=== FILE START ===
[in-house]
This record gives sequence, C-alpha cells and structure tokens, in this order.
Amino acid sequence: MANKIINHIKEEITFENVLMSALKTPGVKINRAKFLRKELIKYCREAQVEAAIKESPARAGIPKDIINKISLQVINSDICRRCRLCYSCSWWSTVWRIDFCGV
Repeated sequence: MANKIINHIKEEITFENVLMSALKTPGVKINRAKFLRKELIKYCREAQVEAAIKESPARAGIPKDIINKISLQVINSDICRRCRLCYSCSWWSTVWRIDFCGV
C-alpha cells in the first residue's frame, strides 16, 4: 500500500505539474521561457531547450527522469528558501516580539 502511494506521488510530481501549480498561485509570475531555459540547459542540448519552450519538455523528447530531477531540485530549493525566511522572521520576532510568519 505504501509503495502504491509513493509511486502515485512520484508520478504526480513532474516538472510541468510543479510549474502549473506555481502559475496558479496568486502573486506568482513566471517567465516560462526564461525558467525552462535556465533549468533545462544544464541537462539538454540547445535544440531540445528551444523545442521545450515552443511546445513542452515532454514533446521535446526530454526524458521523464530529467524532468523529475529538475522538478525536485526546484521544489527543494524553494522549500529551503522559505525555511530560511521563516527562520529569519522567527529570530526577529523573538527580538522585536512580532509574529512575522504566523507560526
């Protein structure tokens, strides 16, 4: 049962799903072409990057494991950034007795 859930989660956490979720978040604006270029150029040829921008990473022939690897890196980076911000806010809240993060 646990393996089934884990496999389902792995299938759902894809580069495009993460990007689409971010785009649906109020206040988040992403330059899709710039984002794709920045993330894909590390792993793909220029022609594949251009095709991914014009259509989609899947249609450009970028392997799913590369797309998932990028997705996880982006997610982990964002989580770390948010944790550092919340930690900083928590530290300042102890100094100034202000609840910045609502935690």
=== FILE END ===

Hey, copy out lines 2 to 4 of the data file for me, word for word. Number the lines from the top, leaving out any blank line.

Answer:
This record gives sequence, C-alpha cells and structure tokens, in this order.
Amino acid sequence: MANKIINHIKEEITFENVLMSALKTPGVKINRAKFLRKELIKYCREAQVEAAIKESPARAGIPKDIINKISLQVINSDICRRCRLCYSCSWWSTVWRIDFCGV
Repeated sequence: MANKIINHIKEEITFENVLMSALKTPGVKINRAKFLRKELIKYCREAQVEAAIKESPARAGIPKDIINKISLQVINSDICRRCRLCYSCSWWSTVWRIDFCGV